With a week of the holidays left, it’s time to focus my efforts fully on the return to work and the new academic year. I must say I’m really pleased with the use of the summer break – I’ve spent time with my wife on holiday, but as well as planning for the new term, I’ve also spent a large amount of time reading all the educational books I’d purchased but hadn’t yet got round to reading, or finishing the ones I had started. The designation of ‘reading days’ allowed me to complete a book in a day on occasions, and at time of writing, I only have ‘Teach Like a Champion’ and the corresponding Field Guide left to read – all 800 or so pages!
As the summer has progressed, I’ve built up a greater idea of how I intend things to work over 2014-15, both at school and outside. I seem to have built up through the holiday a series of principles:
More – I realise my lessons can be improved by having much more: more purpose, more content (ensuring EVERY moment is utilised), more depth (rather than breadth), more organisation, more planning (short, medium, and long term), more challenge, more independence from students, and more student talk/discussion. Outside of lessons, more focus on my job and its roles (see below).
Less – This has been a huge revelation for me lately. One of the books I read, not particularly for educational reasons but just for a bit of general interest, was The Art of Thinking Clearly by Ralf Dobelli. In it, he talks about common cognitive biases that we all fall victim to on a regular basis. The final bias presented is ‘The New Illusion’. Dobelli’s advice is to ignore the news, and let friends and family be your news filters. I have given this a go, and can honestly say I have already felt the benefits. I am spending much less time (no time at all, in fact) reading BBC news, watching rolling news channels, or scrolling Twitter repeatedly for news. In fact, I’ve even stopped following BBC News and other similar accounts on Twitter. Why? Because it doesn’t matter. Much of the news is completely irrelevant to my day to day life. Of course, there will be things that I would benefit from knowing, but that information will reach me in due course, and I can investigate it as and when I need to.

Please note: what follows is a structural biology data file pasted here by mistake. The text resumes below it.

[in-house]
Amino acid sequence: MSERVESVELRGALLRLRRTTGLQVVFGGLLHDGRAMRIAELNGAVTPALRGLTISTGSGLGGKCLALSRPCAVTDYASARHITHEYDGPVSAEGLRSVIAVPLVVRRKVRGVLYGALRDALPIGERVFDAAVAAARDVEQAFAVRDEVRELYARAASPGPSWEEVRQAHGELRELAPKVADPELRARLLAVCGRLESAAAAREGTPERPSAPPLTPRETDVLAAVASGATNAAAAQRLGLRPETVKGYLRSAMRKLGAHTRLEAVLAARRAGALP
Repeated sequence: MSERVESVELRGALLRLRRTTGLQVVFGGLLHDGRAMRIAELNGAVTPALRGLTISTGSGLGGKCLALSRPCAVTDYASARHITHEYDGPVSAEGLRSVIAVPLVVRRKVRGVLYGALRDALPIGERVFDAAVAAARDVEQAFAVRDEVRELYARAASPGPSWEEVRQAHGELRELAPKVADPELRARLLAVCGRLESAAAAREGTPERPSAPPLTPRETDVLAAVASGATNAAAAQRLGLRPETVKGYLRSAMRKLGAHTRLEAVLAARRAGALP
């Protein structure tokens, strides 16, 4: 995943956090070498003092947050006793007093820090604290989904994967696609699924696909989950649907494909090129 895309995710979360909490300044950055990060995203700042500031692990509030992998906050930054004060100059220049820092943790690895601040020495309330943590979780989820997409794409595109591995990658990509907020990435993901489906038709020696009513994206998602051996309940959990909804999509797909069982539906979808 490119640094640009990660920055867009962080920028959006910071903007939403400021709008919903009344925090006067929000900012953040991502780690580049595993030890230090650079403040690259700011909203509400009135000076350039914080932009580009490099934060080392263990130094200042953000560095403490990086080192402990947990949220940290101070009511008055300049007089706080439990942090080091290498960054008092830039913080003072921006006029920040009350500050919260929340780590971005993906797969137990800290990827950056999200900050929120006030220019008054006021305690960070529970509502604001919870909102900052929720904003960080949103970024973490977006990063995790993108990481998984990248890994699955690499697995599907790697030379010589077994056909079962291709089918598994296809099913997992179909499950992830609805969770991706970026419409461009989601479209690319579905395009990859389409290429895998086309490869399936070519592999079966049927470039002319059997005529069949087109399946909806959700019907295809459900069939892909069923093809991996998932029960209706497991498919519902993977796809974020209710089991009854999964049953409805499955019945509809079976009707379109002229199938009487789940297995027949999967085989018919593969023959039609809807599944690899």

Allied to this, I have also made a conscious decision to step back from those things over which I have little or no influence, and this includes school matters. It is a waste of my time or energy getting worked up about things I cannot change. Far more constructive for me (and my students) that I focus completely on what I am responsible for. This will also simplify my Twitter usage. Blogs about the role of SLT are now not relevant, irrespective of whether I might agree with the content or not. Articles about implementing a growth mindset culture are relevant to a point – I can control the use of growth mindset in my classrooms, but not beyond that. It’s time to be ruthless.
Selfishness – this is connected to the above points. I have, over past years, tried to be a teacher who goes above and beyond the call of duty to help others. In the short term, at least, my focus has to be on my teaching and my students, and whilst still remaining friendly and pleasant, I can no longer afford to help others to the detriment of myself.
Reflection – I have this year built in reflection time each evening when I get home. This is something I picked up from reading Daniel Willingham’s ‘Why Don’t Students Like School?’ I have a teacher diary on my desk, which will be completed each evening. In addition, I also envisage more frequent, shorter posts about my day on this blog, alongside occasional longer features such as this and my earlier posts this summer.
My next blog will focus on specific issues around planning. And will, as usual, will include requests for help!